BBR: Thanks for having you, Ifesinachi.

Merci (Smiles)


Popular posts from this blog

Dalu's Diary by Ogechi Ezeji : Children's Literature in Nigeria is Coming Back

I felt like a child once again, after reading Ogechi Ezeji’s Dalu’s Diary , a book of fiction for children and adults alike.The feeling I got from reading this work is akin to the one I got from reading Chinua Achebe’s Chike and the River , Onuora Nzekwu’s Eze Goes to School, Cyprian Ekwensi’s The Drummer Boy and all other great children fictions of Nigeria’s literary golden age, so many years ago. In the story, little Chukwudalu Aniche is obsessed with his diary, which he kept and wrote in at every turn of an important event that moves him to write. He initially lived in Owerri with his parents, Mr and Mrs Aniche and his beloved uncle Akachi, before his accountant father was transferred to Abuja, on account of his honesty and determination towards his job. Through Dalu’s diary, we are able to understand the inner workings of the young boy’s mind, his family, his closeness with his uncle, his view of his maternal aunt and her erratic daughter and most of all, his percept

Writers against the Bullying of Otosirieze Obi-Young and the Obfuscation of Truth

A STATEMENT BY WRITERS IN SUPPORT OF OTOSIRIEZE OBI-YOUNG In light of recent tweets and threads going around about the former Deputy Editor of Brittle Paper and the resistance to what many consider an unfortunate muzzling of truth, we, his colleagues and friends, would like to make a few things clear: We have worked with Otosirieze Obi-Young for years, have disagreed with him on many occasions, and never have we felt disrespected or stifled by him. We know and have often celebrated his firm commitment to diversifying the literary scene, giving young writers visibility, his efforts to make sure that prizes think of more writers than the already-known, especially those writers living on the continent; his push for the establishment of the Brittle Paper Awards is one example of concrete ways in which this commitment has been put to work. On Facebook, we have seen him talk passionately and with deep knowledge about the state of African writing and what needs to be done to enhance it,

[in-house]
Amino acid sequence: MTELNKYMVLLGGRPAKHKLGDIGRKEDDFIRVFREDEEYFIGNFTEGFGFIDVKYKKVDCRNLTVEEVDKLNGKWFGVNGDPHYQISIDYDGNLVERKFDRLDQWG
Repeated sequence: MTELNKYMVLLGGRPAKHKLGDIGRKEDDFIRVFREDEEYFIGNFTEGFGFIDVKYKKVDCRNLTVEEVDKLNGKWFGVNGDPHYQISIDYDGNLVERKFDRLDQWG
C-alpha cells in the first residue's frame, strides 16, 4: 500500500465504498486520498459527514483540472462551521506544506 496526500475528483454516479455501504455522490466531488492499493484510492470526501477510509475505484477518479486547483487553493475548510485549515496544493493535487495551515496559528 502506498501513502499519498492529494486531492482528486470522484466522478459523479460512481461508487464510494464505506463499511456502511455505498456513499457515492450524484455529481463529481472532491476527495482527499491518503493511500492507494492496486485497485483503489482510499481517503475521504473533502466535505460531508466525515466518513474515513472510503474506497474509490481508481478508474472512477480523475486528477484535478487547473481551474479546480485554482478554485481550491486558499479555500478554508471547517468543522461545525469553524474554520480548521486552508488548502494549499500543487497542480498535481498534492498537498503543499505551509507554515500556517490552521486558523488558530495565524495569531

Chetachi Igbokwe: What it Means to Attend Chimamanda Adichie’s Writing Workshop

Chetachi Igbokwe  is a final year student of English and Literary Studies at the University of Nigeria, Nsukka. He is the current editor of the University of Nigeria’s student journal,  The Muse , a journal of creative and critical writing, founded by Chinua Achebe in 1963. He is a 2019 alumnus of the Purple Hibiscus Creative Writing Workshop, facilitated by the Nigerian writer, Chimamanda Ngozi Adichie. What was it like having to be taught by the amazing Chimamanda Ngozi Adichie? Was it your first time of applying?  CHETACHI IGBOKWE : Thanks to Black Boy Review for affording me this platform. I respect Chimamanda Ngozi Adichie and being taught by her was a great deal for me. Having read everything she has published thus far, starting from her first novel,  Purple Hibiscus,  which was a tour de force, it is evident that every generation must feel blessed to be graced with a writer like her. Originally, I knew about the workshop from close friends. I also knew h